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Set the monitor somehow to sRGB and gamma 2.4, and calibrate it to Rec709 with a puck/software setup. Use ONLY color-aware apps like VLC or Potplayer for a video player, NEVER use the color-stuuuuupid QuickTime player.
Because the problem isn't with PrPro, it's your hardware and video player and the color settings they run on.
I built a custom made PC for editing and bought 2 HP monitors ( brand new, exact same monitors) and right out of the box they both looked 'DIFFERENT". Close, but not the same. They were NOT able to be color calibrated etc. ( at the time I couldn't afford two of those more expensive ones that could be calibrated ). So, it's really not (unfortunately) possible to compare monitors and think one is right and one is wrong, in general. Plus, everyone else in world will see your stuff on their own monitors, which won't usually be color calibrated.
You can put color bars into each one and see what they look like ( use program monitor and reference monitor panels) but everything you do is sorta a crap shoot really.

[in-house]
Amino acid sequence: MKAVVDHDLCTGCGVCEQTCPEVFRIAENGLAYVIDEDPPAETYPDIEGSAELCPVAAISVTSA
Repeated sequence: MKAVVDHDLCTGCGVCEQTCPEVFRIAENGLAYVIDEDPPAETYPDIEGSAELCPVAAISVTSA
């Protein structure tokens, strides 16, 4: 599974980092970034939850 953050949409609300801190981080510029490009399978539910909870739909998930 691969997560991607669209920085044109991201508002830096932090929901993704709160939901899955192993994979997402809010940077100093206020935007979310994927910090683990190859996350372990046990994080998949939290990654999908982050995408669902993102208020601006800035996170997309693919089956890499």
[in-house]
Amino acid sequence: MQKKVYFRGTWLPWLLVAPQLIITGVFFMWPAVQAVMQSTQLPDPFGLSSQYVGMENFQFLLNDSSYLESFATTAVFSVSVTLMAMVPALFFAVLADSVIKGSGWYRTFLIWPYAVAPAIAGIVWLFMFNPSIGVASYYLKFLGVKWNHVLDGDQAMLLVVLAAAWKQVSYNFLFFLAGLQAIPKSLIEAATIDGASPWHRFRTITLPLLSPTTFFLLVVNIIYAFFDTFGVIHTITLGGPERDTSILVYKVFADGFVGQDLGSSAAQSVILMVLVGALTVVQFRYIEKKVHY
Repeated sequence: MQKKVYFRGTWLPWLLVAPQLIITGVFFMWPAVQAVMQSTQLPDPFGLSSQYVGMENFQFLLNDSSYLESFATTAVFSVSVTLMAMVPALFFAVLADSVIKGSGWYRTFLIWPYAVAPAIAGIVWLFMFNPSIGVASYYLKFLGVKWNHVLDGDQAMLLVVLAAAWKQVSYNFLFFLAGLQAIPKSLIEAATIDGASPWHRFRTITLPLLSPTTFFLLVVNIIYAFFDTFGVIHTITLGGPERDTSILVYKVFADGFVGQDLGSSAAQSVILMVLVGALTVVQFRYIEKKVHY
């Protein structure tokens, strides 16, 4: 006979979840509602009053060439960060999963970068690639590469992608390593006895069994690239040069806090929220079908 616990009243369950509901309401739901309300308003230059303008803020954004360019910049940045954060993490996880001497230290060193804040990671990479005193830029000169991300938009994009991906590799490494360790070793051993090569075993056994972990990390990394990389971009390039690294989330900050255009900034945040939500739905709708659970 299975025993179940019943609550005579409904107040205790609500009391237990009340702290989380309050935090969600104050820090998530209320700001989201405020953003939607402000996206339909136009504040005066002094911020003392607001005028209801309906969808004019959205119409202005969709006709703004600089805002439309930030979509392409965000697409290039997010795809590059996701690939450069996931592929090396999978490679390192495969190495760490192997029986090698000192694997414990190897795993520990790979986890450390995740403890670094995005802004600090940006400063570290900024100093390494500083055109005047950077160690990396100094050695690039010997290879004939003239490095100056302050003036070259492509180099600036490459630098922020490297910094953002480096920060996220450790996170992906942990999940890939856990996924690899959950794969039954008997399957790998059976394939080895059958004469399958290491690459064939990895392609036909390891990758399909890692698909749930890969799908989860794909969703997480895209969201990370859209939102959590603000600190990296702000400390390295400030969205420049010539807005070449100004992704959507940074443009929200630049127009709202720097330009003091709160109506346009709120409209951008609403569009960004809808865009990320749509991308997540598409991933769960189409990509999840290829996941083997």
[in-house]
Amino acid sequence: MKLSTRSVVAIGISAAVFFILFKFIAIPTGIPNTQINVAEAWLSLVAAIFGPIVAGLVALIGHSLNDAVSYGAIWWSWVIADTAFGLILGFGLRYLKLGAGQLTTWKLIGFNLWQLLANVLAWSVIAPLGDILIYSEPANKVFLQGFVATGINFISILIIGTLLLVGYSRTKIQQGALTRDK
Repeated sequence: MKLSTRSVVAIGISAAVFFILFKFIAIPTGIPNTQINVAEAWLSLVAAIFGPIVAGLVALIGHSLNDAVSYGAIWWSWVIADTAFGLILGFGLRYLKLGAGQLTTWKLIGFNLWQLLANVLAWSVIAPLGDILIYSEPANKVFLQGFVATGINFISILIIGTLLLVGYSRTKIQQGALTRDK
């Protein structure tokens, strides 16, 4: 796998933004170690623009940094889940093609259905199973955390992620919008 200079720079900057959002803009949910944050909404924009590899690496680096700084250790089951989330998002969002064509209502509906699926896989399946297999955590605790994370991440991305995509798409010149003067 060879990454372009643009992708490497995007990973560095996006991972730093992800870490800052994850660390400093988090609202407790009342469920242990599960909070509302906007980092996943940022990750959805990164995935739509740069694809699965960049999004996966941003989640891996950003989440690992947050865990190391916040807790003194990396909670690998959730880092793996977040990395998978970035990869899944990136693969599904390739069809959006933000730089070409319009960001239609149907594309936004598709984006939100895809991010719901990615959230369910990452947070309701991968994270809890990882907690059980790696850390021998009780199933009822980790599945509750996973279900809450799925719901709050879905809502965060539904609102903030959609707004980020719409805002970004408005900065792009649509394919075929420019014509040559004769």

The best thing you can do if you can't afford more expensive monitors and color calibration stuff, is to export and deliver it ( usually it's an upload to you tube or something ). Then look at it using a color aware browser ( which at least gets close to what people SHOULD be seeing on their monitors around the world ).
Colorists with client-attended sessions hate when the client can see their 'confidence' monitor as well as the client's viewing monitor. "Can you make mine look like that one?"
Well ... short answer ... no.
Even with high-end gear, calibrated by pros with external LUT boxes and thousands of dollar spectrophotometers, um ... no.
There'll always be some difference.
Still, PrPro's output is pretty standard Rec709 sRGB gamma 2.4. Show that on a P3 monitor in say QuickTime player, it's gonna be flat. That you can improve if you can do something about the monitor color and the viewing app.